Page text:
Communpedia talk:We are all leftists

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I don't accept that Stalinists may come in here and write that "Stalin is a god" or things like that. —Preceding unsigned comment added by A young communist (talkcontribs)

They may not write such things, just like Trotskyists may not write "Trotsky is a god" or things like that. But they may make leftist contributions to our project, just like anyone. —
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xXPowerMexicoXx (Talk) 00:11, 24 July 2011 (MSD)
No, no they can't. Just like Castroists can't say "Castro is a god".
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Your Commie comrade, Rebel Fighter! (call me!) 04:54, 25 July 2011 (MSD)
Not? I got that impression when I read about Stalin. It seems like you really MEAN that Stalin is a god. A young communist 17:36, 4 August 2011 (MSD)

Social democracy

I am a little uncomfortable with the section: "Reconciliation of social democracy and communism ". I think that significant change is unlikely to be achieved using the reformist approach, and furthermore, most social-democratic parties now have fallen to a rather low state: eg, the Labour Party in Britain or the NDP in Canada; they're more state-capitalist than anything. And I'm afraid that I agree with the right-wingers' criticism that social democratic governments tend to over-regulate everything: socialism is about collective ownership of the major means of production, not about requiring a license to brush your teeth. There is a major class issue when social-democrat parliamentarians, who are mainly from middle and upper class professional backgrounds, pass laws telling working class people where they can smoke, how they can build their homes, where they can camp, that they need helmets to ride their bikes, etc., and when they require working class people to deal with the bureaucracy, sometimes requiring advanced levels of literacy, to obtain licenses or permissions for all kinds of fairly ordinary activities. If you've been to university, you can do your own taxes; lower-class people tend to be intimidated by, or unable to understand, the forms, and pay ten percent to an accountant to do it for them. It's class-biased, and the same dynamic plays out time and time again in the interactions between ordinary people and modern governments. Social democrats are often oblivious to this and other working-class realities.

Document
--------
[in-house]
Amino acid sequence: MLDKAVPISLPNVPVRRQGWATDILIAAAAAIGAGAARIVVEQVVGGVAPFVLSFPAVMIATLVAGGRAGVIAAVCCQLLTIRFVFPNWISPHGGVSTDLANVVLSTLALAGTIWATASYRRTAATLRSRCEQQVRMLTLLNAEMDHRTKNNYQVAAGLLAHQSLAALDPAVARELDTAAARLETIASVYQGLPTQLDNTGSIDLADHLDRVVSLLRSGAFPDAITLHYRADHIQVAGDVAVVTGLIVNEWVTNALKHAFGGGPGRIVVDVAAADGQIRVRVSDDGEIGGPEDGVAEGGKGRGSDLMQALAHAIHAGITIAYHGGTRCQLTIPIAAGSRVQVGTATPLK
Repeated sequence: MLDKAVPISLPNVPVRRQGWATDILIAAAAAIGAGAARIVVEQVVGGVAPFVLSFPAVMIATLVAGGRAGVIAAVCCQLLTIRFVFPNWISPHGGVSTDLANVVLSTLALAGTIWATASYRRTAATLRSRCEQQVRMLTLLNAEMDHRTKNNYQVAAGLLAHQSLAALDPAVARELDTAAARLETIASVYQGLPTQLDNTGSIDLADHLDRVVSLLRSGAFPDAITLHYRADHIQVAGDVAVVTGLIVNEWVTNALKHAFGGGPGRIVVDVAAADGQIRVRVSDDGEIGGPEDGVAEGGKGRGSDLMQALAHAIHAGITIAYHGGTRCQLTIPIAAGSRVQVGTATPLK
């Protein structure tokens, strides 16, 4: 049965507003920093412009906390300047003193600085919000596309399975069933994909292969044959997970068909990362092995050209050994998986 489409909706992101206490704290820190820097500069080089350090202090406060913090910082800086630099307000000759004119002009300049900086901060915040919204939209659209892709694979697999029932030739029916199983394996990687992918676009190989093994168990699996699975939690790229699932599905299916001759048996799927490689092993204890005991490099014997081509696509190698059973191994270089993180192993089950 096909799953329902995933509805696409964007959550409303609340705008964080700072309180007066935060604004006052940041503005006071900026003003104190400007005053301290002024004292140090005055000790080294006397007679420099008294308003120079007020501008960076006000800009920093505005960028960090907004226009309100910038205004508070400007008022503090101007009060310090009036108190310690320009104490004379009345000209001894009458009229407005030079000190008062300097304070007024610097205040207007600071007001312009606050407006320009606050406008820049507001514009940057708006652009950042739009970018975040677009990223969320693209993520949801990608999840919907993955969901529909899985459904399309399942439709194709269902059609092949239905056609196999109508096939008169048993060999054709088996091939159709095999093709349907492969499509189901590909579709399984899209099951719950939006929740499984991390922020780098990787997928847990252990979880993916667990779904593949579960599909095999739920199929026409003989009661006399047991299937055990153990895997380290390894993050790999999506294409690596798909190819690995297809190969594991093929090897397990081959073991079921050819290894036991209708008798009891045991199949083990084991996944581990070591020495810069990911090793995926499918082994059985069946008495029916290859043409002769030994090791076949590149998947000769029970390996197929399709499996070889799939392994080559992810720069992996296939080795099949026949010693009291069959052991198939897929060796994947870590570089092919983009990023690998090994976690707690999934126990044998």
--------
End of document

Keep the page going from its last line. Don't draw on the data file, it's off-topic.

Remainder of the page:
Now I'm not saying that conservative (or "liberal") parties are innocent when it comes to regulating or restricting the freedoms of the common person -- read the last few chapters of Capital --, but I'm saying that the social democrats have not broken with this mold. In general, I think the criticism of social democracy is that it's still pretty much bourgeoisie.

I like all kinds of people, and communication with social democrats is a good thing, but I don't want to end up at some half-way position between communism and present-day social democracy. Tribal 15:19, 21 September 2013 (GMT)

One needs go no further than Bill Clinton or Tony Blair to see how thoroughly compromised moderate leftists can be; however, neither of those men are Marxists, or ever claimed to be. Social democrats who are Marxists, and serve at the pleasure of a proletarian constituency are another matter. As to middle-class and professional backgrounds, in a developed society a talented worker who pursues specialized training or education often nominally falls into those categories; the question is whether they retain or acquire a proletarian consciousness which reflects their social origin or objective situation (An associate at a law firm, or an adjutant professor, is certainly vulnerable to exploitation. As to whether smokers can abuse non-smokers in the workplace with second-hand smoke... (from "organic" "natural" tobacco, of course) User:Fred Bauder Talk 16:11, 21 September 2013 (GMT)
I'm not a big fan of second-hand smoke either (though I may never have had the "organic" kind). The thing is that, in my experience, smoking is more prevalent among working-class people. So, broadly speaking, lower-class people smoke, while upper-class people don't smoke, and pass laws against it. Seems kind of skewed.
You raise the interesting issue of whether a modern engineer, lawyer, accountant, etc., working for a set salary from a corporation is a proletarian. I'm not sure. Maybe some of our theoretical categories need to be modified. If we arrive at a fully automated society in which all material commodities are produced by robots, there could still be "haves" and "have-nots" among the human population -- those who receive lavishly of the products of the robots and those who receive almost none -- but the "have-nots" wouldn't technically be proletarians anymore because they don't produce anything. -- Tribal 20:06, 21 September 2013 (GMT)
We remain the people who design, maintain, and operate the robots. The upper classes have better health habits because they have had the opportunity both formally and informally to become educated regarding risks. It is becoming clear to me that the cornucopia of goods and services resulting from advanced automation is better than the little that can be produced through drudgery. User:Fred Bauder Talk 21:37, 21 September 2013 (GMT)
I don't think the smoker/non-smoker issue is really relevant here. It would be a bit stereotypical to say that most smokers are poor. And I believe the right to health is more important than the "right to smoke". You can smoke as much as you want in any place where your second-hand smoke doesn't affect others. —
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xXPowerMexicoXx (Talk) 22:36, 24 September 2013 (GMT)